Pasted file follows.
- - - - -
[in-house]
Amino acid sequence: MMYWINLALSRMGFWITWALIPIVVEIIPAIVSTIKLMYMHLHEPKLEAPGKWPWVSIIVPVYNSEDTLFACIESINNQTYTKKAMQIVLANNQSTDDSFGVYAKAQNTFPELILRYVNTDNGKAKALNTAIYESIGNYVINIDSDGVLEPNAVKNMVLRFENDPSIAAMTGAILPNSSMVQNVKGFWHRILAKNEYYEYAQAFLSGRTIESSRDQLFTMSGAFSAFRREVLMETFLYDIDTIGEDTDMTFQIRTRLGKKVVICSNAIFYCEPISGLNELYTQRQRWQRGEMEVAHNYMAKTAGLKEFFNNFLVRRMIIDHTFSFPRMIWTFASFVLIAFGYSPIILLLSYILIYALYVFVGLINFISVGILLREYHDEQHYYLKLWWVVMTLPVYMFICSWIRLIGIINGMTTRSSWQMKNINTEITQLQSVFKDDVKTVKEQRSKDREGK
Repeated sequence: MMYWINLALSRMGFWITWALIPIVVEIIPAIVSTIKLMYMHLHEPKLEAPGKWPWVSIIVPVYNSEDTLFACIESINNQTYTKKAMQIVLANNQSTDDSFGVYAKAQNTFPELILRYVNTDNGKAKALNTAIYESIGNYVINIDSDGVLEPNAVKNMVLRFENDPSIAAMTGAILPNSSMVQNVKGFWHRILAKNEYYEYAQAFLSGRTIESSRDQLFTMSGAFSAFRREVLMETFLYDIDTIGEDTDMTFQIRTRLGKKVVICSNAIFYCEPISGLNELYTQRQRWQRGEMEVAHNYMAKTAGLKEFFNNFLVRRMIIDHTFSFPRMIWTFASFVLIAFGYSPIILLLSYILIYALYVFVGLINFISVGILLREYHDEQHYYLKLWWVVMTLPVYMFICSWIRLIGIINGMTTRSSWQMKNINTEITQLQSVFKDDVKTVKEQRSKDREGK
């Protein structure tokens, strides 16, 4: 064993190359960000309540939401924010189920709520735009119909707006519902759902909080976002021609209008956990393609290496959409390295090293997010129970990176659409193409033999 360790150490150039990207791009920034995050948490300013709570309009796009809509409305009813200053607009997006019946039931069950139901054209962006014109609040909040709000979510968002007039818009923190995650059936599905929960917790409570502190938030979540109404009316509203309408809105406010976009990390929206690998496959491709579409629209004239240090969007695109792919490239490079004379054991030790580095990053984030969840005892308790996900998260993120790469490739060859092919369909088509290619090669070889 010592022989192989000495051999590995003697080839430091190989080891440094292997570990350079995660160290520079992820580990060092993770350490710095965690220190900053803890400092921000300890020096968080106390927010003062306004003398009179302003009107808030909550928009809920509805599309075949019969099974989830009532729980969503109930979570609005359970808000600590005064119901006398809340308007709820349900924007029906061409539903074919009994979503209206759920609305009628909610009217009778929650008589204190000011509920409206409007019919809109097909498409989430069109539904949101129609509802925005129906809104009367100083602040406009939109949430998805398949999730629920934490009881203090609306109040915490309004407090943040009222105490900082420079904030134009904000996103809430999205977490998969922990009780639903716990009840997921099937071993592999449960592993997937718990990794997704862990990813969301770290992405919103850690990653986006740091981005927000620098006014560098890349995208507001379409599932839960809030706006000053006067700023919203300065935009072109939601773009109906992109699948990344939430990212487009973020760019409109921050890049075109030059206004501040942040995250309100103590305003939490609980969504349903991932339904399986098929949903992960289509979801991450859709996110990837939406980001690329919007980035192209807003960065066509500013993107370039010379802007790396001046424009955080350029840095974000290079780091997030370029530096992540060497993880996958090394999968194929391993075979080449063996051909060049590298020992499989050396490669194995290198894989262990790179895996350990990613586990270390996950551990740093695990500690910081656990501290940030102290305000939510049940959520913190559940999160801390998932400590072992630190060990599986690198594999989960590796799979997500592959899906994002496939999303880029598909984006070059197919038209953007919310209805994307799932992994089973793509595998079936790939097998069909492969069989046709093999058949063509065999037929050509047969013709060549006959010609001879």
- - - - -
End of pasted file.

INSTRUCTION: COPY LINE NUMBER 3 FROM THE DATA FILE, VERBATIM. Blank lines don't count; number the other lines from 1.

Repeated sequence: MMYWINLALSRMGFWITWALIPIVVEIIPAIVSTIKLMYMHLHEPKLEAPGKWPWVSIIVPVYNSEDTLFACIESINNQTYTKKAMQIVLANNQSTDDSFGVYAKAQNTFPELILRYVNTDNGKAKALNTAIYESIGNYVINIDSDGVLEPNAVKNMVLRFENDPSIAAMTGAILPNSSMVQNVKGFWHRILAKNEYYEYAQAFLSGRTIESSRDQLFTMSGAFSAFRREVLMETFLYDIDTIGEDTDMTFQIRTRLGKKVVICSNAIFYCEPISGLNELYTQRQRWQRGEMEVAHNYMAKTAGLKEFFNNFLVRRMIIDHTFSFPRMIWTFASFVLIAFGYSPIILLLSYILIYALYVFVGLINFISVGILLREYHDEQHYYLKLWWVVMTLPVYMFICSWIRLIGIINGMTTRSSWQMKNINTEITQLQSVFKDDVKTVKEQRSKDREGK